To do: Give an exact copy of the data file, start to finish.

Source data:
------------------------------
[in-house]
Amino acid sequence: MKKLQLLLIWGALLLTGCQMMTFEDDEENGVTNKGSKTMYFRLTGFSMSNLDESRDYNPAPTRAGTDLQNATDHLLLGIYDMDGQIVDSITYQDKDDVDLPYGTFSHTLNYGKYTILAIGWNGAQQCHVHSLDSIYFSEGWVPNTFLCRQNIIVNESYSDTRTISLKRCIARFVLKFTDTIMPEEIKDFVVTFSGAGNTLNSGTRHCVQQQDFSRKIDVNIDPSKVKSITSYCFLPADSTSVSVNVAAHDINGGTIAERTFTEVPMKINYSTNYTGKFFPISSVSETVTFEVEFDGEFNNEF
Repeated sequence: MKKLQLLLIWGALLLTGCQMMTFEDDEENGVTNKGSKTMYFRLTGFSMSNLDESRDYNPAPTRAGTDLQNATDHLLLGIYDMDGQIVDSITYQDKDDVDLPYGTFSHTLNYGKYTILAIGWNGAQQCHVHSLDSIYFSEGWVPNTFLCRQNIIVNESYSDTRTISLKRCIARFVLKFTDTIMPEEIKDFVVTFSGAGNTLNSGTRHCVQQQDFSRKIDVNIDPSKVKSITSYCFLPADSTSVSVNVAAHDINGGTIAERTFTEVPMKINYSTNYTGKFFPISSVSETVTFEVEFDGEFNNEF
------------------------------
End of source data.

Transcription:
[in-house]
Amino acid sequence: MKKLQLLLIWGALLLTGCQMMTFEDDEENGVTNKGSKTMYFRLTGFSMSNLDESRDYNPAPTRAGTDLQNATDHLLLGIYDMDGQIVDSITYQDKDDVDLPYGTFSHTLNYGKYTILAIGWNGAQQCHVHSLDSIYFSEGWVPNTFLCRQNIIVNESYSDTRTISLKRCIARFVLKFTDTIMPEEIKDFVVTFSGAGNTLNSGTRHCVQQQDFSRKIDVNIDPSKVKSITSYCFLPADSTSVSVNVAAHDINGGTIAERTFTEVPMKINYSTNYTGKFFPISSVSETVTFEVEFDGEFNNEF
Repeated sequence: MKKLQLLLIWGALLLTGCQMMTFEDDEENGVTNKGSKTMYFRLTGFSMSNLDESRDYNPAPTRAGTDLQNATDHLLLGIYDMDGQIVDSITYQDKDDVDLPYGTFSHTLNYGKYTILAIGWNGAQQCHVHSLDSIYFSEGWVPNTFLCRQNIIVNESYSDTRTISLKRCIARFVLKFTDTIMPEEIKDFVVTFSGAGNTLNSGTRHCVQQQDFSRKIDVNIDPSKVKSITSYCFLPADSTSVSVNVAAHDINGGTIAERTFTEVPMKINYSTNYTGKFFPISSVSETVTFEVEFDGEFNNEF